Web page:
Cannabis and its byproducts have faced a much longer road. In the late 1800s and early 1900s, a few states placed restrictions on the sale and use of cannabis products. After the Marijuana Tax Act of 1937, cannabis became de facto illegal in the United States. Successive laws, such as mandatory sentencing requirements, reinforced that position.

Prohibition’s Clues For Cannabis

Americans’ relationship with marijuana has come a long way since the days of “reefer madness.” Pew Research Center found that 62 percent of Americans in late 2018 advocated for legalization, up from 16 percent in the 1990s and 32 percent in the 2000s. 

Several states now allow businesses to sell cannabis products legally. Federal legal reform could occur within the next few years, which means companies looking to get ahead of the cannabis craze need to know what to expect.

Still, as Oregon startups learned, cannabis products don’t sell themselves. The post-Prohibition 1930s showed that markets take time to adjust. Whether you’re already in the industry or plan on joining it, be sure to:

1. Prioritize Education

At the end of Prohibition, a generation of people who had been told alcohol was an illegal poison suddenly found themselves able to buy it at supermarkets. Some reacted recklessly, drinking too much and at inappropriate times, while others’ worries kept them from purchasing it at all.

Create a stable customer base by emphasizing education, even for non-psychoactive products. Hawke Media, a marketing agency that works with CBD brands, suggests appointing a chief education officer. This executive’s role should span marketing and product development, using content and packaging to describe the drug’s effects, how to consume it, when to take it and more.

Just as importantly, the chief education officer should ensure compliance with federal and state regulations that prohibit cannabis companies from making medical claims. Despite the fact that people use CBD and cannabis medicinally, there isn’t enough research available yet to sell them as solutions for particular conditions. Be cautious with your phrasings to stay on the right side of the law, especially as that law evolves.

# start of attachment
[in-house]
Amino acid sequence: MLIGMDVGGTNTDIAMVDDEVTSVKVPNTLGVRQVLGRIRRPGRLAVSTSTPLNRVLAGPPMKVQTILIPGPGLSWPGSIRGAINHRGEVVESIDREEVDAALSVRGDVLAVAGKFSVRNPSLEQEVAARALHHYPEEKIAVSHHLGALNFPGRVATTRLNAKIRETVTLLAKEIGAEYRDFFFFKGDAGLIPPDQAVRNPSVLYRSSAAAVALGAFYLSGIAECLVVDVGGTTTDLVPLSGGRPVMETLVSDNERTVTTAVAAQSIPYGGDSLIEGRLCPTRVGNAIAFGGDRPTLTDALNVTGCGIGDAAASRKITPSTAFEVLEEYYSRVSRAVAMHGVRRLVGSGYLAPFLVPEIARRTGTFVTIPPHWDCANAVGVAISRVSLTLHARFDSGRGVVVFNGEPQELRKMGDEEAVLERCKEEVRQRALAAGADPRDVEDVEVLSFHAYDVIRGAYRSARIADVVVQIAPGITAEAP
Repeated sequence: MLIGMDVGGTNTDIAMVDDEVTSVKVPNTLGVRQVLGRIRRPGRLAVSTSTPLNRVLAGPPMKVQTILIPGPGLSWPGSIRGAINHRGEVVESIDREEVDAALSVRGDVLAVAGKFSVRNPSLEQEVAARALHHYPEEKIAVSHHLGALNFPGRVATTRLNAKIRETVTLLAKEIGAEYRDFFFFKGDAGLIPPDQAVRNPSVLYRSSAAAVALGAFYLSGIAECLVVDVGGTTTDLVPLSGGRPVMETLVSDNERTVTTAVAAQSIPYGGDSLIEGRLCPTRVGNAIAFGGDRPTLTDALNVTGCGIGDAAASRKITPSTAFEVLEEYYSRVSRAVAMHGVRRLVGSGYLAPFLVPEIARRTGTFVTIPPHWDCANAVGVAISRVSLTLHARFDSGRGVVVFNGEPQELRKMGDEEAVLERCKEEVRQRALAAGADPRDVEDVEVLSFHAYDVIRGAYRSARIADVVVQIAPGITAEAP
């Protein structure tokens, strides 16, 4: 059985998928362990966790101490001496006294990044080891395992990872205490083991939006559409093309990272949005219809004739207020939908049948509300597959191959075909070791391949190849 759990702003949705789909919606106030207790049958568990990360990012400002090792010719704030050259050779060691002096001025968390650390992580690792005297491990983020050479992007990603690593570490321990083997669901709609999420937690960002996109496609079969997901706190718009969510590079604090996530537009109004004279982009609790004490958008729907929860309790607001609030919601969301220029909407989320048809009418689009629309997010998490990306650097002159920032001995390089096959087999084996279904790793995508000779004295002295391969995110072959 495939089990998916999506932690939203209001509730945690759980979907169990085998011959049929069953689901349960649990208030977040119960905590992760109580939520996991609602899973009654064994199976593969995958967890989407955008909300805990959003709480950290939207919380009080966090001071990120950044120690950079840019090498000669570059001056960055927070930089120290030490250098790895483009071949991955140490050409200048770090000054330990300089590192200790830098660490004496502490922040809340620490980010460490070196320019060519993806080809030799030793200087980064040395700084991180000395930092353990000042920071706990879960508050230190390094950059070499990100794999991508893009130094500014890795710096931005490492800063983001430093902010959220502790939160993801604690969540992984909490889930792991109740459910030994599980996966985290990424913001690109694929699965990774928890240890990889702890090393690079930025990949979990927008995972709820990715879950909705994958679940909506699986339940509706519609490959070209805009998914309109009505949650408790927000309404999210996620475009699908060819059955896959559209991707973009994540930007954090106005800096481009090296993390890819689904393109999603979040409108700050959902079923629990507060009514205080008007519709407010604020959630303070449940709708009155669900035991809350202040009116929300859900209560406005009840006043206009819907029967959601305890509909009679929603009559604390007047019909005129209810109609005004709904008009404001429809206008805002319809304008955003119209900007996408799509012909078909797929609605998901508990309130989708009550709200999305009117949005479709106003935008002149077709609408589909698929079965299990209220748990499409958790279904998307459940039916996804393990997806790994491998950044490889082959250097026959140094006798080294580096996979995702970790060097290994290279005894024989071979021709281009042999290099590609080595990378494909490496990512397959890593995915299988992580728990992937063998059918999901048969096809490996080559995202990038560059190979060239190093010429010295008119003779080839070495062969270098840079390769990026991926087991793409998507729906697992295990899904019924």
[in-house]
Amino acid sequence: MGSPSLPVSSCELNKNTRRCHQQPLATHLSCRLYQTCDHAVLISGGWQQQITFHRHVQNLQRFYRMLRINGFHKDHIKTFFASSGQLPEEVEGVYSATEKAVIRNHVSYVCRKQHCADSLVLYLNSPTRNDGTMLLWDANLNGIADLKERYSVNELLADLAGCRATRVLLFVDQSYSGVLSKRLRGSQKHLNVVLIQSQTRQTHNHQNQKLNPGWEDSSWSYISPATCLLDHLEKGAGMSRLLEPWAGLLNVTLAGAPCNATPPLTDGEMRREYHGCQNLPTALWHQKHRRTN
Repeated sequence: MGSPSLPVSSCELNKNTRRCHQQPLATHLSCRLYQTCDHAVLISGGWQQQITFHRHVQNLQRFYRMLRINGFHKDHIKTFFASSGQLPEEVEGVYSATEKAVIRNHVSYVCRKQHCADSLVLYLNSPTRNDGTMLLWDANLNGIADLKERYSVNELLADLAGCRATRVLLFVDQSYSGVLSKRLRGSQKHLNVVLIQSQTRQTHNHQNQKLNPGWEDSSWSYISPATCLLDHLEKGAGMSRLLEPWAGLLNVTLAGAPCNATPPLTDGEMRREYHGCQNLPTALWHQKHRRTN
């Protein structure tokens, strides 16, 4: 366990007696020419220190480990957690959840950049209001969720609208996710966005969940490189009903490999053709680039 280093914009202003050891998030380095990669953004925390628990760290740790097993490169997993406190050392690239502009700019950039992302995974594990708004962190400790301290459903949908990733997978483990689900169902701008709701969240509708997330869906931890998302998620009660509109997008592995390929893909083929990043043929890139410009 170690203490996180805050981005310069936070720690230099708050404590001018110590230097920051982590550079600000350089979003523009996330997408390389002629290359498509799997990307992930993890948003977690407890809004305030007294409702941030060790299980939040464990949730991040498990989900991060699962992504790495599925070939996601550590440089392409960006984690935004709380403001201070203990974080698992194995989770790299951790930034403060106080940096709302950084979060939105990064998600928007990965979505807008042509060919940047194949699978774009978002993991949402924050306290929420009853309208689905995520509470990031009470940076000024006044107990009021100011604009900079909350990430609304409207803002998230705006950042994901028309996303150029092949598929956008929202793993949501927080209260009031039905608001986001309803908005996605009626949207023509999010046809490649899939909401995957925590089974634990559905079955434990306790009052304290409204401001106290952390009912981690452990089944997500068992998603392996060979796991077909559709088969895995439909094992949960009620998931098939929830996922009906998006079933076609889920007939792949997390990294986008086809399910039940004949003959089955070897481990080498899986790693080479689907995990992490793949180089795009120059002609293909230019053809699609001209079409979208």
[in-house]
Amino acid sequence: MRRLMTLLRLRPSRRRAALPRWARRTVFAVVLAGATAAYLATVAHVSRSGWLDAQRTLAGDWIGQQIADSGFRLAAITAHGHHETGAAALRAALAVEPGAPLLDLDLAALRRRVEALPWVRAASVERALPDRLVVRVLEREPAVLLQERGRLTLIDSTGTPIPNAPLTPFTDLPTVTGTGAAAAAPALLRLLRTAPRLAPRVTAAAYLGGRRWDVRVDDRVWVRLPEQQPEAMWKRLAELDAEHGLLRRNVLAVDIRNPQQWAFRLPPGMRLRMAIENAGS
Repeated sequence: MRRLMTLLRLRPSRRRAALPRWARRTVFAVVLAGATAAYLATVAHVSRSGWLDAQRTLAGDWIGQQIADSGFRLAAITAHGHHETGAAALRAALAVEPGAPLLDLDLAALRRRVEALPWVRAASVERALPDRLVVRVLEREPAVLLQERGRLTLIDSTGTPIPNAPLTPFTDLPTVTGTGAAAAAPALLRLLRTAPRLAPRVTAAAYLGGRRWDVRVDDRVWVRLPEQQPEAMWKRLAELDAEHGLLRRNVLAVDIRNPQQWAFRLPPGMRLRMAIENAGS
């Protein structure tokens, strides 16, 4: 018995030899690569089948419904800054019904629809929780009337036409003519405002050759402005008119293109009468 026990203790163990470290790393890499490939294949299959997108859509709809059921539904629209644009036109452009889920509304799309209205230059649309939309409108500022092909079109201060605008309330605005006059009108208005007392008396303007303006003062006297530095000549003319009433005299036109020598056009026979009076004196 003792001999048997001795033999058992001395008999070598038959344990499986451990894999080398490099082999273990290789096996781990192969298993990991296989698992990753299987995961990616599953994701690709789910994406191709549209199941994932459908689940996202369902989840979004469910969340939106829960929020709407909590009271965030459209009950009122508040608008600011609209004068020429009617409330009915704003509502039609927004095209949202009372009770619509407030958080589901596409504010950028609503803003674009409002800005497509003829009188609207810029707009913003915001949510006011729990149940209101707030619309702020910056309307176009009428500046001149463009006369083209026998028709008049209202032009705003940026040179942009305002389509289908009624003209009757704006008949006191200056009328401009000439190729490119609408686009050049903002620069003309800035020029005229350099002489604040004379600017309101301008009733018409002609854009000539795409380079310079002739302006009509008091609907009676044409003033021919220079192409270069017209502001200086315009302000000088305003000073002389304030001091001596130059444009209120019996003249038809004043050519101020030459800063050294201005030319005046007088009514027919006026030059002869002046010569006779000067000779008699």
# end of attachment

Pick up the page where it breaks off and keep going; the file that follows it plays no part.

2. Skip Traditional Marketing Strategies

Even after Prohibition ended, most alcohol companies followed a semi-voluntary advertising ban until the 1990s. Long barred from advertising on television and radio, the internet gave alcohol companies a new form of media to explore. Shortly thereafter, Seagram opted to break the longstanding arrangement, and the rest of the industry followed along. 

Although a similar relaxing of restrictions may be coming for cannabis companies, entrepreneurs in the space shouldn’t count on traditional media. Because the drug is in a legal gray area, many digital and print platforms opt to avoid the controversy entirely. 

Bypass advertising bans by exploring alternative channels. Invest in tactics that promote positive word of mouth, such as influencer, email and social media marketing. Not only does getting your fans to do your marketing for you save money, but it means you don’t have to worry about where the line is with each media outlet. 

3. Welcome New Audiences